Baby on oxygen dies after hospital switches off generator

Al Sabbah Children Hospital in Juba South Sudan

A father says his baby on oxygen died in his arms at a hospital in Juba after the management switched off the generator over the weekend.

Baby Manasseh Chien was admitted to El Sabah children’s hospital on the first of May for dyspnea – a difficulty in breathing.

His father Peter Madol says he had since then been on oxygen support.

Madol says due a policy of switching off the generator, his son died on the 15th of May.

“When the generator was switched off, the oxygen machine had to stop. The child breathed for sometime but the breathing stopped and he died. I think it was a policy of the hospital that, the generator has to go off at 12:00 whether someone is on that support or not they just switch it off.”

The father of the deceased said that it was not the first time he was witnessing such in the hospital.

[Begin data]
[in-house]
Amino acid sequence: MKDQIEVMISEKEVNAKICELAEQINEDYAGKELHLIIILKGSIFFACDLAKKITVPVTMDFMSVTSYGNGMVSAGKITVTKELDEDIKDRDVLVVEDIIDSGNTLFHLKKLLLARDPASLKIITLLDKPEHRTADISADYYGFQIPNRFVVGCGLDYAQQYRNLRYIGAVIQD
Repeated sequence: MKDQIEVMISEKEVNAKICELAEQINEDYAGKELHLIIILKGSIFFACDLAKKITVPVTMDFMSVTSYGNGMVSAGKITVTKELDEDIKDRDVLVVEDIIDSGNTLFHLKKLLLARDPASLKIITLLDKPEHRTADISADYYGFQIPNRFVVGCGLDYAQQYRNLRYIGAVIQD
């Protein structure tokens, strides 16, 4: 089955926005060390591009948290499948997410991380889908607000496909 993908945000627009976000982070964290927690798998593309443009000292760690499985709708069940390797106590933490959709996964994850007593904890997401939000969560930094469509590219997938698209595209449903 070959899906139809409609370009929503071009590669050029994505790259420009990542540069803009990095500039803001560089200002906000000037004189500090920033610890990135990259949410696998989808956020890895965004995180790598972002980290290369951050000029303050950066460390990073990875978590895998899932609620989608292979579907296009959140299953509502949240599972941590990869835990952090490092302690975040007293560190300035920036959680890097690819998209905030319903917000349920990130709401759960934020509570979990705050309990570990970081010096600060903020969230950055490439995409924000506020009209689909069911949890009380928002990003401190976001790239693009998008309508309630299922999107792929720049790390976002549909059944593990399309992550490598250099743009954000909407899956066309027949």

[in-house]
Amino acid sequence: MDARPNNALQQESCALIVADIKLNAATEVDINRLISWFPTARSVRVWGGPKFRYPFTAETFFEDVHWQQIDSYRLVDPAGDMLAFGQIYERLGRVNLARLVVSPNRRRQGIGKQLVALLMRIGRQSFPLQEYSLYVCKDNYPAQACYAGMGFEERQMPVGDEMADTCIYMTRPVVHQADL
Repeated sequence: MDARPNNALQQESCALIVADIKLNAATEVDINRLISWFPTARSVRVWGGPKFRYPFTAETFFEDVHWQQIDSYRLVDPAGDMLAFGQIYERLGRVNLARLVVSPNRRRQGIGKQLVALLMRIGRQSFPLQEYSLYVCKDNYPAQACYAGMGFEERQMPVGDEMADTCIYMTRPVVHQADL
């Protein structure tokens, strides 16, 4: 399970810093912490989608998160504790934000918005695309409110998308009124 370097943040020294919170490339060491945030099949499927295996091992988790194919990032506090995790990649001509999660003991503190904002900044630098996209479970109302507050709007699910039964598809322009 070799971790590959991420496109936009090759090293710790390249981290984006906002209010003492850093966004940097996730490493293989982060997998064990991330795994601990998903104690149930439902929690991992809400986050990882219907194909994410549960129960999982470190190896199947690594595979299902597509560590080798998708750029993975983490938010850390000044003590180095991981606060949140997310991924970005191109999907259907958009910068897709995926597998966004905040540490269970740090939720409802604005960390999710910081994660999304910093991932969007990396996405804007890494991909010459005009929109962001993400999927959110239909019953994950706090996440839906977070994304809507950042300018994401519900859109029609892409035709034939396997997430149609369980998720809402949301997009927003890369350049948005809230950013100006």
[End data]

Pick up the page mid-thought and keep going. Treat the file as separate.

“It has happened not only to my child. I have witnessed some two other children during my 2 weeks stay in the hospital. It is painful not because I lost a kid, it is painful because I am foreseeing other South Sudanese dying the same way. If there was a kind of an intervention, it could be better. It is painful because others are going to die the same way, the government should intervene.”

This is the second time this year a child is being reported dead under the same circumstance.

In early April, a civil society leader told Eye Radio that he was shocked at how nurses at El Sabah Children’s hospital were handling the sick children at the facility.

Rajab Muhandis said, he noticed reluctance among health workers on duty, congestion in the wards, poor hygiene and sanitation in the wards and the surrounding and long hours of waiting before a child receives treatment.

“I was surprised by the experience I got in those health centers. First the child was born at that clinic, the midwife who was in charge of this process; who was on duty was harsh and aggressive towards my own people who wanted to help and attend to the birth of the child and witness and maybe support in the process.”

 

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